Saturday, April 16, 2005

Card to Glass Routine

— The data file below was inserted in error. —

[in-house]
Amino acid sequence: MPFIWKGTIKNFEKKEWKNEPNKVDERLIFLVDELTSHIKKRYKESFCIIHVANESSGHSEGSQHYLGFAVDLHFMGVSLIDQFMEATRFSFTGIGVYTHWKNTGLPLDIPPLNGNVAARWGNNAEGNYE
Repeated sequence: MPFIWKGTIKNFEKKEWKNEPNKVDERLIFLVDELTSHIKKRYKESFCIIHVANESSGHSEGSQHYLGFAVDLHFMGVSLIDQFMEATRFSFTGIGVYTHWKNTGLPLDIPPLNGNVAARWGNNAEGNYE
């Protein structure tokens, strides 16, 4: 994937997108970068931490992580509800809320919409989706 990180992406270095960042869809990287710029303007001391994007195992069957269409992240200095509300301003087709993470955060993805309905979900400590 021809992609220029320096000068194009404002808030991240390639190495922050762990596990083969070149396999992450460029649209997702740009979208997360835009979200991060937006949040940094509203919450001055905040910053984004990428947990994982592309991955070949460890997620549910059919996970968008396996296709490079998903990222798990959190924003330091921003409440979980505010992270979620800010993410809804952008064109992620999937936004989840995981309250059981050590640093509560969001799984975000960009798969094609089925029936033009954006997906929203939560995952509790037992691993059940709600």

Here is my original routine for card to glass. Although a difficult routine that requires substantial knowledge of sleight of hand, I hope to offer some easier tricks in the future. This one makes use of Dai Vernon's thinking on the top change as well as the classic palm. The effect is that a card is selected (by riffling and asking the spectator to stop), and that that card then winds up under an object at the bar or the table--not once but three times. With deck in mechanic's grip in left hand (reverse if you're a leftie) riffle with left thumb then ask spectator to say stop. Separate cards and show him face of deck with right hand then, as you replace pack on offbeat, direct side steal card into right palm. The left hand with pack immediately turns palm down and spreads cards on bar counter or table, asking spectator if he sees his card; at the same time the right hand, in the act of lifting up an object in front of but slightly to the right of the performer (glass, but this can be another object), introduces palm card under it. Since all eyes are on the spread face up portion of pack, and body language suggests this object (the glass or whatever) is (so far) just "in the way," it is easy to make card go beneath it. This first phase I learned at the Magic Bar in Chicago. Now have the spectator look under glass. To his surprise there is his card. Pick it up in right hand, gather deck in left. Ask if he saw you put card beneath glass. Accompany question by physical placement of card under glass. You show the card in right hand then your left hand (with deck) moves toward glass to pick it up so card can be inserted beneath glass. As it does right hand turns and top change occurs as left hand picks up glass. Right hand immediately puts (now indifferent) card beneath glass. Don't actually leave it there but pick it up and insert into the middle of the pack--the whole thing is just a gesture to accompany the words, "Did you see me put it under the glass?" They say no and you put the card back in the pack, turning to the left and up (away from the tabled object). Leave the card protruding half way. Cut to the pack to show the card still sticking out. One-hand top palm the card in the right hand. Drop the right and cards on the left. Push flush the protruding supposedly chosen card with left forefinger. Loudly riffle cards with left thumb and then, in one motion, follow imaginary flight of playing card to glass, introduce card beneath glass, and lift glass to show card has arrived there. They just saw card sticking out of deck in left hand so there seems to be no moment in which it could have flown. Plus this is now the second time card has arrived there, increasing effect. I then make the card rise before it arrives the third time. This is done by showing card has arrived. When you put it back in the pack this time riffle with the left thumb but, as you introduce card into space created by pressure of left thumb after riffling midway through pack, riffle off one more card. Card-to-glass card is put back in pack not above, but beneath, this card. This time when you use your left forefinger to push card in, push it (and card above it which you riffled off) not just flush but a little further, so that it is injogged. Now you want to give the impression that the deck is squared although it really has a double injog. I do this by using a multiple shift square move that involves the fingers smoothing the cards along each side and end of the pack as the cards are apparently squared up. I believe this is from Marlo's The Cardician in one of the multiple shifts. Now, using the left hand pinky, with the left side of the performer facing audience, and back of his left hand facing audience, by slowly lifting lower outer corner of injogged card, the chosen card (actually two cards) will be seen to rise. A standard bit of byplay here is to pluck an imaginary hair and attach it to pack, then pull, as if that were causing card to rise. Slight motion of left pinky is obscured by back of hand and slight rise of whole hand as card rises. I have altered this standard impromptu card rise to make it a double rise, which doesn't add to the rise effect but sets up the climax for card to glass. Remove the doubled card and display as one on top of pack. Turn over double card and display on top of pack. Push off double card and let fall on face of pack. Grab double card as one and insert into middle of pack. Turn hand with cards over to show that (doubled) card "really is" in middle of pack (this reinforces idea that it was "really there" when you did it previously). Turn palm back up thus showing backs of cards and do the push-in change. This involves slightly separating top of doubled card with right thumb by pushing it in a tiny arc up and to the right, a motion which, in turn, allows left forefinger, operating secretly beneath cards, to pull actual card-to-glass card down beneath the upper card of the double and add to lower portion of the pack. Forerfinger doesn't stop but pushes off entire lower portion of the pack which takes cards by ends as per Hindu shuffle. With lower cards jutting inwards by about half an inch right hand cuts upper half of lower cards along with a few cards above the break (these will be outjogged relative to bottom cards) in Hindu shuffle position in right hand. Shuffle off top outjogged section per Hindu shuffle until you get to injogged portion that came from bottom of the pack (the top of this will be the card-to-glass card. Then throw the remaining cards onto pack. The situation now is this: the selected card, appparently still jutting out at end of pack, is in fact on top. As the previous moves are performed you want to say something like: "This time I'll really bury it in the pack." This part of the routine can be, if not really sloppy, a little casual-looking. The reason is that the cards should not end up to neatly in the left hand. As you (once again) apparently push the card that has travelled to the glass flush with the left cards you palm the top card. There is natural misdirection here due to the uneven pack that needs to be squared up before "anything can happen"--this is not something you say; it's just your body language: you're squaring up the cards after the card-to-glass card, which has already popped beneath glass twice, and risen once, can do whatever its going to do next. But of course by then its already done. All you have to do is riffle with left thumb and show that the card has (despite being thoroughly "buried" this time) once again gone to the glass. This you do using the same technique you used in part two of the routine--riffling deck, following imaginary flight with eyes, and introducing card beneath glass in the act of lifting it to reveal that very card.